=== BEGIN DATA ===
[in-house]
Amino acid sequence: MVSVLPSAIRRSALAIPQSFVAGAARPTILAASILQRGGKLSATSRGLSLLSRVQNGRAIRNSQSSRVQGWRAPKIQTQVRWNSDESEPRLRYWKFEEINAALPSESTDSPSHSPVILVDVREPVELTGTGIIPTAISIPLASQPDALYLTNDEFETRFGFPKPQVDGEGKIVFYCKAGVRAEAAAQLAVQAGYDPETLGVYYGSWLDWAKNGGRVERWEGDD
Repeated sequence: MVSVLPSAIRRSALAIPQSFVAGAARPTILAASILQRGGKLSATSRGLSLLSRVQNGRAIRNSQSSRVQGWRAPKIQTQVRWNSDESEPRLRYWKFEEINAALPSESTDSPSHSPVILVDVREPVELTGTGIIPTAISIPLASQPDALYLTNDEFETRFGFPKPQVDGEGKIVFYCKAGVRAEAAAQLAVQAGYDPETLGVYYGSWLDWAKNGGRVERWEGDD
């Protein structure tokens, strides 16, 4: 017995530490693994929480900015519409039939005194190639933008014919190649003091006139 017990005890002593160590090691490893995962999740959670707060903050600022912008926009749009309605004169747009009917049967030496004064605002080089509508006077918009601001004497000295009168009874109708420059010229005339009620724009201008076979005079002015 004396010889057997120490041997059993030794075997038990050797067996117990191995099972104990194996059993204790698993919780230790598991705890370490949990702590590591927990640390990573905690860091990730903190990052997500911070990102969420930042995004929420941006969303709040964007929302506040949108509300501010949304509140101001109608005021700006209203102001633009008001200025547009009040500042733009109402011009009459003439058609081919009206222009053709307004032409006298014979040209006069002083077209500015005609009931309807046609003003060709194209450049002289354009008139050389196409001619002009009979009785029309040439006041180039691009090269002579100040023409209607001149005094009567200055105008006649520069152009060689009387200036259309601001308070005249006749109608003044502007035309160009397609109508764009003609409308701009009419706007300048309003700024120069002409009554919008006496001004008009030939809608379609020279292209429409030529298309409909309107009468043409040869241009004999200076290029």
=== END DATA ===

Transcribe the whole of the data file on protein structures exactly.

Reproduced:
[in-house]
Amino acid sequence: MVSVLPSAIRRSALAIPQSFVAGAARPTILAASILQRGGKLSATSRGLSLLSRVQNGRAIRNSQSSRVQGWRAPKIQTQVRWNSDESEPRLRYWKFEEINAALPSESTDSPSHSPVILVDVREPVELTGTGIIPTAISIPLASQPDALYLTNDEFETRFGFPKPQVDGEGKIVFYCKAGVRAEAAAQLAVQAGYDPETLGVYYGSWLDWAKNGGRVERWEGDD
Repeated sequence: MVSVLPSAIRRSALAIPQSFVAGAARPTILAASILQRGGKLSATSRGLSLLSRVQNGRAIRNSQSSRVQGWRAPKIQTQVRWNSDESEPRLRYWKFEEINAALPSESTDSPSHSPVILVDVREPVELTGTGIIPTAISIPLASQPDALYLTNDEFETRFGFPKPQVDGEGKIVFYCKAGVRAEAAAQLAVQAGYDPETLGVYYGSWLDWAKNGGRVERWEGDD
């Protein structure tokens, strides 16, 4: 017995530490693994929480900015519409039939005194190639933008014919190649003091006139 017990005890002593160590090691490893995962999740959670707060903050600022912008926009749009309605004169747009009917049967030496004064605002080089509508006077918009601001004497000295009168009874109708420059010229005339009620724009201008076979005079002015 004396010889057997120490041997059993030794075997038990050797067996117990191995099972104990194996059993204790698993919780230790598991705890370490949990702590590591927990640390990573905690860091990730903190990052997500911070990102969420930042995004929420941006969303709040964007929302506040949108509300501010949304509140101001109608005021700006209203102001633009008001200025547009009040500042733009109402011009009459003439058609081919009206222009053709307004032409006298014979040209006069002083077209500015005609009931309807046609003003060709194209450049002289354009008139050389196409001619002009009979009785029309040439006041180039691009090269002579100040023409209607001149005094009567200055105008006649520069152009060689009387200036259309601001308070005249006749109608003044502007035309160009397609109508764009003609409308701009009419706007300048309003700024120069002409009554919008006496001004008009030939809608379609020279292209429409030529298309409909309107009468043409040869241009004999200076290029």